[Haskell-cafe] looking for examples of non-full
Functional Dependencies
Martin Sulzmann
martin.sulzmann at gmail.com
Thu Apr 17 02:06:18 EDT 2008
Mark P Jones wrote:
> Martin Sulzmann wrote:
>> We're also looking for (practical) examples of "multi-range"
>> functional dependencies
>>
>> class C a b c | c -> a b
>>
>> Notice that there are multiple (two) parameters in the range of the FD.
>>
>> It's tempting to convert the above to
>>
>> class C a b c | c -> a, c -> b
>>
>> but this yields a weaker (in terms of type improvement) system.
>
> I agree with Iavor.
>
> In fact, the two sets of dependencies that you have given here
> are provably equivalent, so it would be decidedly odd to have
> a "type improvement" system that distinguishes between them.
>
Consider
class C a b c | a -> b, a -> c
instance C a b b => C [a] [b] [b]
Suppose we encounter the constraint
C [x] y z
What results can we expect from type improvement?
1) Single-range non-full FDs in GHC following the FD-CHR formulation:
The first FD C a b c | a -> b in combination with
the instance head C [a] [b] [b] will yield
C [x] y z improved by y = [b1] for some b1
A similar reasoning yields
C [x] y z improved by z = [b2] for some b2
So, overall we get
C [x] y z improved by y= [b1] and z = [b2]
Unfortunately, we couldn't establish that b1 and b2 are equal.
Hence, we can *not* apply the instance.
2) Alternative design:
We could now argue that the improvement implied by the FD
is only applicable if we are in the "right" context.
That is,
C [x] y z doesn't yield any improvement because
the context y is still underspecified (doesn't match
the instance).
In case of C [x] [y] z we get z = [y]
(and C [x] z [y] yields z = [y])
3) Multi-range FDs
Consider
class C a b c | a -> b c
instance C a b b => C [a] [b] [b]
This time it's straightforward.
C [x] y z yields the improvement y = [b] and z = [b]
which then allows us to apply the instance.
4) Summary.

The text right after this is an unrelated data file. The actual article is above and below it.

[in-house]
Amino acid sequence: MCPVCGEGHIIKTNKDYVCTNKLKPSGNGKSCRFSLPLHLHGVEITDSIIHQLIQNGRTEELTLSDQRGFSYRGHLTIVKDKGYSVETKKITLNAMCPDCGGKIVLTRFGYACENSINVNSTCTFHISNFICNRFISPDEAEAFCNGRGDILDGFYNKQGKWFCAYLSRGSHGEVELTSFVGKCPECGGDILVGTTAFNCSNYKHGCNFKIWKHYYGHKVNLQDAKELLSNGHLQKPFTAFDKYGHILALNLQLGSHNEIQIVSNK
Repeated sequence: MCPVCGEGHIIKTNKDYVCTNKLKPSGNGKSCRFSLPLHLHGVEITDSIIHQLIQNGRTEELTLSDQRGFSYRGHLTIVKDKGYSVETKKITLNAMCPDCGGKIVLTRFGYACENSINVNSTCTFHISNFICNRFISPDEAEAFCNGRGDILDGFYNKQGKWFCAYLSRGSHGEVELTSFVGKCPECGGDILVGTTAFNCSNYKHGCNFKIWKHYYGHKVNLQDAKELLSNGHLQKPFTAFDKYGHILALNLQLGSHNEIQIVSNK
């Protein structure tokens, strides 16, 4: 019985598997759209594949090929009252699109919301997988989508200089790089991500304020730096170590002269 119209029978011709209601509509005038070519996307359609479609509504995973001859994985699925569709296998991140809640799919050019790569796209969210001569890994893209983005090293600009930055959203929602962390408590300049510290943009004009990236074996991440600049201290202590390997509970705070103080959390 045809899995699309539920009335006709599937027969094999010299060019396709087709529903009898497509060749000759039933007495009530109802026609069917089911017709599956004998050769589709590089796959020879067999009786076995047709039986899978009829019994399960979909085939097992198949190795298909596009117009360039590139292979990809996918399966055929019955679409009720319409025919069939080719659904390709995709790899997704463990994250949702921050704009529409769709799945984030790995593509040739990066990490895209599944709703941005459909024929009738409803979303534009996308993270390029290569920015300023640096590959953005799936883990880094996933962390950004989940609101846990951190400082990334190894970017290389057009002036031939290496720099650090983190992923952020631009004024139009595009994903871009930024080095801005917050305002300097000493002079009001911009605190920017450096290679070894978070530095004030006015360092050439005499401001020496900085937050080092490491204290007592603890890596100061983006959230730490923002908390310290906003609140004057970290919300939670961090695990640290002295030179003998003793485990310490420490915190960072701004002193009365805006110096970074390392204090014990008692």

With multi-range FDs we can derive "more" improvement.
C [x] y z yields y = [b] and z = [b]
Based on the FD-CHR formulation, for the single-range FD case we get
C [x] y z yields y = [b1] and z = [b2]
which is clearly weaker.
The alternative design is even weaker, from C [x] y z we can derive
any improvement.
So, I conclude that in the Haskell type improvement context
there's clearly a difference among single-range and multi-range FDs.
Of course, we could define multi-range FDs in terms of single-range FDs
which then trivially solves the "equivalence" problem (but some user
may be disappointed that their multi-range FDs yield weaker improvement).
Thanks for your pointers below but I believe that FDs in the Haskell context
can be quite different from FDs in the database context.
- Martin
> While you're looking for unusual examples of fundeps, you
> might also want to consider things like:
>
> class C a b c | a -> b, b -> c
>
> Note that this is subtly different from a -> b c because
>
> {a -> b, b -> c} |= {a -> b c}
>
> while the reverse does not hold. Instead of type classes,
> I'll give you some more down-to-earth examples of relations
> that satisfy these dependencies:
>
> {Paper, Conference, Year}
> {Professor, University, Country}
> {Person, FavoriteFood, FoodGroup}
> ...
>
> For further insight, you might want to take a look at the theory
> of relational databases to see how functional dependencies are
> used there. In that context, some sets of dependencies (such
> as {a -> b, b -> c}) can be interpreted as indicators of bad
> design. This, in turn, might give you some ideas about the kinds
> of dependencies you can expect to encounter in well-designed
> Haskell code. (Of course, you might still find examples in other
> Haskell code of dependencies that would make a database person
> wince :-)
>
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